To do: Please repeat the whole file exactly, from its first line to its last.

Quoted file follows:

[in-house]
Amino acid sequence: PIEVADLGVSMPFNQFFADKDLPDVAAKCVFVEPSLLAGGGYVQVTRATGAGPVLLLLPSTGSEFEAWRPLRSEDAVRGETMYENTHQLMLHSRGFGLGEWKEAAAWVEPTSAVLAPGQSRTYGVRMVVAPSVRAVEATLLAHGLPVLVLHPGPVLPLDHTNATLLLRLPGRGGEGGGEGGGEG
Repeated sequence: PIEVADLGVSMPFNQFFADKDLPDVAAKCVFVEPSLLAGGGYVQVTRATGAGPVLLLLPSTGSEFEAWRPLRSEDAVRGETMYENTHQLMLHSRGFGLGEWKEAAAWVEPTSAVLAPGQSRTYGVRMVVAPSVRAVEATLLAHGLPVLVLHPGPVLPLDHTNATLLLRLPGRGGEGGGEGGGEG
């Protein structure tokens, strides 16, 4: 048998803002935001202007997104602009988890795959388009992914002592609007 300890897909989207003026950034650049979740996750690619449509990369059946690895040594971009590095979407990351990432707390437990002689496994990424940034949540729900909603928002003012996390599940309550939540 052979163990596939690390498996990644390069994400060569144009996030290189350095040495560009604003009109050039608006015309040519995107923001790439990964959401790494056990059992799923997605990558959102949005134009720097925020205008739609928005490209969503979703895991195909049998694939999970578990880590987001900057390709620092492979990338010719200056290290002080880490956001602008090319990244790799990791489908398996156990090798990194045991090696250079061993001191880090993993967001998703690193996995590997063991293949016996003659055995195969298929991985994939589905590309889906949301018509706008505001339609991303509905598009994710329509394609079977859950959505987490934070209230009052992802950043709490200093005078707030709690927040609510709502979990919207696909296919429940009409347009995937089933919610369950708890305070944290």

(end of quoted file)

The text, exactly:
[in-house]
Amino acid sequence: PIEVADLGVSMPFNQFFADKDLPDVAAKCVFVEPSLLAGGGYVQVTRATGAGPVLLLLPSTGSEFEAWRPLRSEDAVRGETMYENTHQLMLHSRGFGLGEWKEAAAWVEPTSAVLAPGQSRTYGVRMVVAPSVRAVEATLLAHGLPVLVLHPGPVLPLDHTNATLLLRLPGRGGEGGGEGGGEG
Repeated sequence: PIEVADLGVSMPFNQFFADKDLPDVAAKCVFVEPSLLAGGGYVQVTRATGAGPVLLLLPSTGSEFEAWRPLRSEDAVRGETMYENTHQLMLHSRGFGLGEWKEAAAWVEPTSAVLAPGQSRTYGVRMVVAPSVRAVEATLLAHGLPVLVLHPGPVLPLDHTNATLLLRLPGRGGEGGGEGGGEG
């Protein structure tokens, strides 16, 4: 048998803002935001202007997104602009988890795959388009992914002592609007 300890897909989207003026950034650049979740996750690619449509990369059946690895040594971009590095979407990351990432707390437990002689496994990424940034949540729900909603928002003012996390599940309550939540 052979163990596939690390498996990644390069994400060569144009996030290189350095040495560009604003009109050039608006015309040519995107923001790439990964959401790494056990059992799923997605990558959102949005134009720097925020205008739609928005490209969503979703895991195909049998694939999970578990880590987001900057390709620092492979990338010719200056290290002080880490956001602008090319990244790799990791489908398996156990090798990194045991090696250079061993001191880090993993967001998703690193996995590997063991293949016996003659055995195969298929991985994939589905590309889906949301018509706008505001339609991303509905598009994710329509394609079977859950959505987490934070209230009052992802950043709490200093005078707030709690927040609510709502979990919207696909296919429940009409347009995937089933919610369950708890305070944290």